Advertisement

Tips for Starting a Windowsill Garden

By Alan Ray | Last updated: April 29, 2021
Key Takeaways

Don’t put away all your gardening tools just because the outdoor season is over. Though limited in size and variety, windowsill gardens still provide the satisfaction of growing your own food during the cold winter months.

As spring portends the sunny summer months of gardening to come with all its beauty, bounty, and therapy, fall foretell the coming of darker winter months and the end of outdoor gardening.

Advertisement

Withered and spent plants littering the garden floor—a sad reminder. There are a few vegetables such as turnips, beets, and carrots that come to fruition late in the season, but for the most part, it’s over until next spring.

However, before imbibing in a stiff rum and hemlock while stowing away your garden tools, consider this: You can still garden this winter, albeit on a smaller scale.

Advertisement

Admittedly, there is something to be said for getting your hands in the dirt, working the soil, and wrenching your back on occasion while digging and weeding because it keeps you connected to the physical aspects of gardening, but then there’s the spiritual side.

With gardening, it is not how much you garden, but that you do garden at all—because the next best thing to gardening a lot is gardening a little.

We can experience a bit of the same joy as we do working a summer garden when we garden from the heart and on a windowsill, planting and harvesting on a smaller scale.

Advertisement

Windowsill Gardening

This article is as much a why-not as a how-to, as these are simple instructions introducing you to the concept. A windowsill garden is a garden in miniature and grows just where the name indicates, a windowsill... or close to one. Creating a simple windowsill garden can be productive, fun, and, best of all, help tide you over until spring.

There are any number of beautiful flowers, fragrant herbs, and even compact versions of tomatoes and fruits that can be grown in your little windowsill garden, but let’s talk about herbs.

Advertisement

Most of your recipe favorites such as parsley, sage, rosemary, and thyme can be grown in a windowsill garden. Herbs are fun to grow, look and smell great, and what can be better than going over to the window and snipping off some fresh mint for your salad during a snowstorm?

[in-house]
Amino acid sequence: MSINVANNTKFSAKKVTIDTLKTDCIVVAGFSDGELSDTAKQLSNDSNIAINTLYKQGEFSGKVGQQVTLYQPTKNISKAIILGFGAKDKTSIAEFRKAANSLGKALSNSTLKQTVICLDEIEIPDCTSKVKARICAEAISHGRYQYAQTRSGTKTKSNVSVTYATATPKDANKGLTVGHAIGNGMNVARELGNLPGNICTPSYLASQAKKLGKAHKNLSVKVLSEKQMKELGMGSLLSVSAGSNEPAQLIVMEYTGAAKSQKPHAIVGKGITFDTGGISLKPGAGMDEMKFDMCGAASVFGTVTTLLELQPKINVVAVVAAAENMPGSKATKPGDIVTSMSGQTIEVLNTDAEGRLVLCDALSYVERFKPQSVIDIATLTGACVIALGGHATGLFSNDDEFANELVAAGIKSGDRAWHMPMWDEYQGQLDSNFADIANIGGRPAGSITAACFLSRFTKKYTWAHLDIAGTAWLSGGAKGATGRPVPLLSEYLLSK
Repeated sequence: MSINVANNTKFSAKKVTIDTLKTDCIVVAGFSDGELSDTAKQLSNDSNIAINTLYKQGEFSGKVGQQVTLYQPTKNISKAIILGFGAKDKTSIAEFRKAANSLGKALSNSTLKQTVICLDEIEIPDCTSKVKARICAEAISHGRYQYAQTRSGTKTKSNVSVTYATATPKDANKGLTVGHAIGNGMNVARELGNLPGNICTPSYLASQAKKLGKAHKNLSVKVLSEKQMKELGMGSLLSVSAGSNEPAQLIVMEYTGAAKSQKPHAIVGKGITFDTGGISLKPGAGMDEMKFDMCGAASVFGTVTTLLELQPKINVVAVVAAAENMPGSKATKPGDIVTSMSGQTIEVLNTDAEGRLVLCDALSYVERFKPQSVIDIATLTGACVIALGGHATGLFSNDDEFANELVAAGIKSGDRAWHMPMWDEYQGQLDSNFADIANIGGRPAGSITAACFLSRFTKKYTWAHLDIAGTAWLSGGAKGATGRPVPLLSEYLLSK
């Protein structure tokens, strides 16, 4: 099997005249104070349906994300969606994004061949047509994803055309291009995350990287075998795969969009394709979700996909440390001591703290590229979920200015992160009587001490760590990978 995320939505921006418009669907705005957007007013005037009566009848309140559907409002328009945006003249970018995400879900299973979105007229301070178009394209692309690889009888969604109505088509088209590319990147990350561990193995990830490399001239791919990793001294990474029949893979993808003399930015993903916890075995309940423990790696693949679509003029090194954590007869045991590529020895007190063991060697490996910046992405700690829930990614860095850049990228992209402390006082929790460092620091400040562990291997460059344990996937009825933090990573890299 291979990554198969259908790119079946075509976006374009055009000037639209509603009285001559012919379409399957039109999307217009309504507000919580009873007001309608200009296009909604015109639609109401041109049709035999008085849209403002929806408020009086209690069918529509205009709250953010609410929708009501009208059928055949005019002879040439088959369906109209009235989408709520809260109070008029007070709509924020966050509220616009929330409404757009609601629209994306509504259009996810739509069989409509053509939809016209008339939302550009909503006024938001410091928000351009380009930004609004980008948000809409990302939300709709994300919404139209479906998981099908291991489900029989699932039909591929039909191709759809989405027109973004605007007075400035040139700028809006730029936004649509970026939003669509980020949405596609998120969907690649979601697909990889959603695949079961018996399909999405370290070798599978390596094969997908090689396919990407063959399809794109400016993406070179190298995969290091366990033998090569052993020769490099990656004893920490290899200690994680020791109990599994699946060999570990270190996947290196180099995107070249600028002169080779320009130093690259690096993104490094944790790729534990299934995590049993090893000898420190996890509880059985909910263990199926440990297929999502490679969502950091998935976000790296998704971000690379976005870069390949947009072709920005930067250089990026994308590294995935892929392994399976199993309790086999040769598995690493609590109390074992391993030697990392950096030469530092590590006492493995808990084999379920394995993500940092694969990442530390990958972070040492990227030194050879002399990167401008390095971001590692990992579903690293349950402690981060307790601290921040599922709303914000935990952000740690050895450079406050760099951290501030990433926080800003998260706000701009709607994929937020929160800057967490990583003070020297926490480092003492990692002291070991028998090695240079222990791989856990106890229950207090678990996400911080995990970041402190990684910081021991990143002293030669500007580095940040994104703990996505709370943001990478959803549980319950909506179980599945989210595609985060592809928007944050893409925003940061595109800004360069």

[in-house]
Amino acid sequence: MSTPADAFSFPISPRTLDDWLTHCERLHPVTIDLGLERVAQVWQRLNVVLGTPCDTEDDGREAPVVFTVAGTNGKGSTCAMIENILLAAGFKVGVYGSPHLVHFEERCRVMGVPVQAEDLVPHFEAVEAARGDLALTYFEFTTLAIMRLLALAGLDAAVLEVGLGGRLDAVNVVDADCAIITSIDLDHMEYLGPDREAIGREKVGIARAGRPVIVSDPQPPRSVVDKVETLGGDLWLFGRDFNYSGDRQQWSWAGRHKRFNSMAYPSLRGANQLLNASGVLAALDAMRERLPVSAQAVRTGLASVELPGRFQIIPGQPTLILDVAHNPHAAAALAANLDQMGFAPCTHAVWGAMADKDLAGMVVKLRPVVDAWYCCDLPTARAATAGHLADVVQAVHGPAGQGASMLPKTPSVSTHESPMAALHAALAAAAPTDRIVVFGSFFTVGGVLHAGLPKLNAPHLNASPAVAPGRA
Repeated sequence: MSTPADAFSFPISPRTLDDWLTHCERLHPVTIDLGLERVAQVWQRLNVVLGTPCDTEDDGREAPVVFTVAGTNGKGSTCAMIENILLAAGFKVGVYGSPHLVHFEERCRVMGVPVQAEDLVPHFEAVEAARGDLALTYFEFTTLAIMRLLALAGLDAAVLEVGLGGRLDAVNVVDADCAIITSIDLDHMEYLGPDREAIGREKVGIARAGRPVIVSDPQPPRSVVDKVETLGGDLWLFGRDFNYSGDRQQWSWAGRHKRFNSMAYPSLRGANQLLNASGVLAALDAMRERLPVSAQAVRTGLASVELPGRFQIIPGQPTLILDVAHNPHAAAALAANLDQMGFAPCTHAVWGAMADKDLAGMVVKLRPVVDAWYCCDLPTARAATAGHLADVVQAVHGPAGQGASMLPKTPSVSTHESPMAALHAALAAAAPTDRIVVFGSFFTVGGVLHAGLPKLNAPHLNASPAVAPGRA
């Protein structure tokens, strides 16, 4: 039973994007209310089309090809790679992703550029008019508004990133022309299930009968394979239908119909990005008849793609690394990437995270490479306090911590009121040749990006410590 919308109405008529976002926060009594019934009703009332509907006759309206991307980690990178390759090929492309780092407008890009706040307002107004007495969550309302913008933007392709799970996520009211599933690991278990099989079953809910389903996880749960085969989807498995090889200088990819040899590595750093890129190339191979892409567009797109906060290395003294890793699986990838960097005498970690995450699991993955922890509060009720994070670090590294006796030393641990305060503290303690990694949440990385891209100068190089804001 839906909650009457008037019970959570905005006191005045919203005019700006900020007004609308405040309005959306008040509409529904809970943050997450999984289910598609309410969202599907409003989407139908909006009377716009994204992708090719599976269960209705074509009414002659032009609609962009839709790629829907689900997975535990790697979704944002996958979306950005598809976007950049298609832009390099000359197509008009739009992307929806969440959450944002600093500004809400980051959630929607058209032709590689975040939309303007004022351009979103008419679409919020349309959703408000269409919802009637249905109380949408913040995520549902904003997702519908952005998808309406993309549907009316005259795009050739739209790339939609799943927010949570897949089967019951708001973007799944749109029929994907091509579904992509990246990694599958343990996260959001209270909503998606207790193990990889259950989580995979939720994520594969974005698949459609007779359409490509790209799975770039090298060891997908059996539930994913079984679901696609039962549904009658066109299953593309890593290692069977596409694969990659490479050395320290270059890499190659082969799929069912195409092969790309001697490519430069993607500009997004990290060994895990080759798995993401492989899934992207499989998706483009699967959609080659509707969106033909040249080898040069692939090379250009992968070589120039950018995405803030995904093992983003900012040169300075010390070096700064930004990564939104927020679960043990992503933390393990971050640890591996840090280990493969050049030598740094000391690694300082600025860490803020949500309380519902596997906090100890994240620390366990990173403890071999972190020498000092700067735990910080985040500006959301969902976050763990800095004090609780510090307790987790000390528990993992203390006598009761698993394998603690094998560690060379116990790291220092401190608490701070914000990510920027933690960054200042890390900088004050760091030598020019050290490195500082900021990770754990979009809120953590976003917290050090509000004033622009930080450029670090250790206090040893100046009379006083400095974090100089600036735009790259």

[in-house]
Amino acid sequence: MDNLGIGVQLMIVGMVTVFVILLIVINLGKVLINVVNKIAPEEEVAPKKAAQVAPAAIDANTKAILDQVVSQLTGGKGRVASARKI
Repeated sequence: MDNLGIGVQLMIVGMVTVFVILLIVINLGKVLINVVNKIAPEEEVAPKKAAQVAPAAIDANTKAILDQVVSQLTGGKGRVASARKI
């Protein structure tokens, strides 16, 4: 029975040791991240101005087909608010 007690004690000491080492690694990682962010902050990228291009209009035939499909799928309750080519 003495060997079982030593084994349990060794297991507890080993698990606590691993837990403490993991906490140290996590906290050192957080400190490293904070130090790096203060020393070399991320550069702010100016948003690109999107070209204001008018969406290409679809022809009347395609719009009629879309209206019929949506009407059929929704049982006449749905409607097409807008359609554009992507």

The Beginning

While you can start plants from seed, it has been my experience that beginning with established herbs is faster and more productive.

Place your herbs in their respective pots, making sure they have drainage holes and are set in some type of saucer to catch water drainage. It is best to plant like-kind if you are going to place more than one plant in a pot.

Always begin with fresh, sterilized soil to avoid microorganism contamination. After transplanting, place your herbs in or near a window with southern or southeastern exposure.

Don’t put them too close to the glass, as temperatures can fluctuate greatly from day to night during colder months. You’ll also need to know your herb specifics for their respective care. Some herbs do better warmer, some cooler, so do your homework.

Windowsill gardening is pretty much common sense after that. Water your herbs enough to keep the soil moist, but not saturated.

Pinch off dead and sickly leaves and feed every couple weeks with a half-strength solution of standard plant food. A supplemental light source such as an aquarium light may be necessary during days of limited sunlight.

Another tip is to take cuttings from your favorite outdoor plants and root them over the winter in a windowsill. Change the water every couple of weeks. When spring arrives, you can transplant them back outside.

The Benefits of a Windowsill Garden

  • You can doodle around in your garden any time of the day or night
  • You can grow fresh flowers, veggies, and herbs in the dead of winter
  • Come rain or come shine, the elements are of no concern
  • You can enjoy a nice little harvest of herbs, peppers, and more

While windowsill gardening serves as a temporary stopgap for the real deal, it does afford us a small window of opportunity to dabble in the garden while we wait out the winter.

Advertisement

Share This Article

  • Facebook
  • LinkedIn
  • Twitter
Advertisement

Written by Alan Ray

Profile Picture of Alan Ray

Alan Ray has written five books and is a New York Times best-selling author. Additionally, he is an award-winning songwriter with awards from BMI and ASCAP respectively. He lives in rural Tennessee with his wife, teenage son, and two dogs: a South African Boerboel (Bore-Bull) and a Pomeranian/Frankenstein mix.

Related Articles

Go back to top
Maximum Yield Logo

You must be 19 years of age or older to enter this site.

Please confirm your date of birth:

This feature requires cookies to be enabled